Ruth Lessing

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Ruth Lessing
Ruth Lessing-2.jpg
All-American Girls Professional Baseball League
Born: (1925-08-15)August 15, 1925
San Antonio, Texas
Died: October 29, 2000(2000-10-29) (aged 75)
San Antonio, Texas
Batted: Right Threw: Right
Last appearance
Career highlights and awards
  • Three-time All-Star Team (1946-'48)
  • ChampionshipTeam (1947)
  • Set single-season record
    in fielding average (1945)
    for most assists (1946)
    in games caught (1948)
  • Four playoff appearances (1945-'48)
  • Texas Baseball Hall of Fame Induction (2006)

Ruth Elizabeth Lessing [Tex] (August 15, 1925 – October 26, 2000) was a female catcher who played from 1944 through 1949 in the All-American Girls Professional Baseball League. Listed at 5 ft 5 in (1.65 m), 128 lb., she batted and threw right-handed.[1][2]

Ruth Lessing has been considered as one of the best defensive catchers in All-American Girls Professional Baseball League history. Respected for her solid skills behind home plate, including a strong and accurate arm, Lessing also was renowned for her fiery and competitive spirit. She played over 100 games during four straight seasons, was selected to the All-Star Team three consecutive years, and set several all-time, single-season records before suffering a career-ending shoulder injury that forced her to retire prematurely. Known for her fiery demeanor, she was once fined $100 for punching an umpire after he made a call she disapproved. In response, a collection taken up by fanatics netted more than $2000. She paid the fine and gave the rest of the money to charity. Lessing said she was not proud of what she had done and wrote the umpire a letter of apology. Both later became close friends.[1][2][3]

A native of San Antonio, Texas, Lessing was a standout athlete at Jefferson High School. She was spotted in the early 1940s by a scout from the All-American Girls Professional Baseball League. Then in 1944, at the age of 18, she graduated and immediately joined the Minneapolis Millerettes, an expansion AAGPBL team managed by former big leaguer Bubber Jonnard. In her rookie season Lessing shared catching duties with Pepper Paire.[4][5][6]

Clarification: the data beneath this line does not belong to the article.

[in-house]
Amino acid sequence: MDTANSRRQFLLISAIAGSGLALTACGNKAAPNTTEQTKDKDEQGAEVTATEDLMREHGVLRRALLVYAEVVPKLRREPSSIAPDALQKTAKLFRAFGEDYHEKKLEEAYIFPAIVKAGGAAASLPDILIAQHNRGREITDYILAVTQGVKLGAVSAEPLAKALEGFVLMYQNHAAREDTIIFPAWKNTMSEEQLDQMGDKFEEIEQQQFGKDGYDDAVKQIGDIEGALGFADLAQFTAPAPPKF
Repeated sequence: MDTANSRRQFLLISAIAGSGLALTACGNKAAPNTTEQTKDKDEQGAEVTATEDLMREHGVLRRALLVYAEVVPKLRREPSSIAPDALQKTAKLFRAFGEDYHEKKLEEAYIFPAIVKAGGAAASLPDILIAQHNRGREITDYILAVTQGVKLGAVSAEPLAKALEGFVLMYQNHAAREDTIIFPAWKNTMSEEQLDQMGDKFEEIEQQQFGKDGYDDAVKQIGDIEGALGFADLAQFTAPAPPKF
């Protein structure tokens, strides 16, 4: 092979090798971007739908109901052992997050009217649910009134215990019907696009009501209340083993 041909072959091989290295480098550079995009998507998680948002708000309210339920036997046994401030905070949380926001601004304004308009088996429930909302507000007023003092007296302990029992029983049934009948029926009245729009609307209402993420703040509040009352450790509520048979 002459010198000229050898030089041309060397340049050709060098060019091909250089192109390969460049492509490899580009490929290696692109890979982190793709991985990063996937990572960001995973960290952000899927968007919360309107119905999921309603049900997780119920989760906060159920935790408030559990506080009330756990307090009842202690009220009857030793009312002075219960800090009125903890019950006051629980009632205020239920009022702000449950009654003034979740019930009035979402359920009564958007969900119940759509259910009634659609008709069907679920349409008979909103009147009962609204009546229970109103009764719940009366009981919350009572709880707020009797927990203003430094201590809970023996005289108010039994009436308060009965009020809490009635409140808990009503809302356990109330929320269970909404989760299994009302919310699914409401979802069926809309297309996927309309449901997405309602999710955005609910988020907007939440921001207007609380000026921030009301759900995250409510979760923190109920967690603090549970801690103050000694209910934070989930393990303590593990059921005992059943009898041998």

In 1944 Lessing hit a .177 batting average in 57 games for Minneapolis, scoring 13 runs while driving in 27 more. She posted a single-season, career-high with 22 stolen bases, and ten of her 35 hits were doubles. Playing their home games at Nicollet Park, the Millerettes could not compete with the local Minneapolis Millers. In addition, Minneapolis was far from the other five cities in the league, forcing the Millerettes spent most of the season on the road. As a result, the team finished last in both halves of the season with a compiled 45–72 record, being replaced in 1945 by the Fort Wayne Daisies.[1][5][7]

Lessing became a regular with Fort Wayne in 1945, appearing in 110 games and setting an all-time single season record for a catcher with a .982 fielding average. She also hit .123 with 32 runs and 21 RBI, while the Daisies, with Bill Wambsganss at the helm, had a strong season debut, going 62–47 and finishing four and a half games behind first-place Rockford Peaches. During the playoffs, Fort Wayne disposed of the Racine Belles in the first round, three to one games, but struggled to Rockford in the final round, four-to-one.[1][4][5]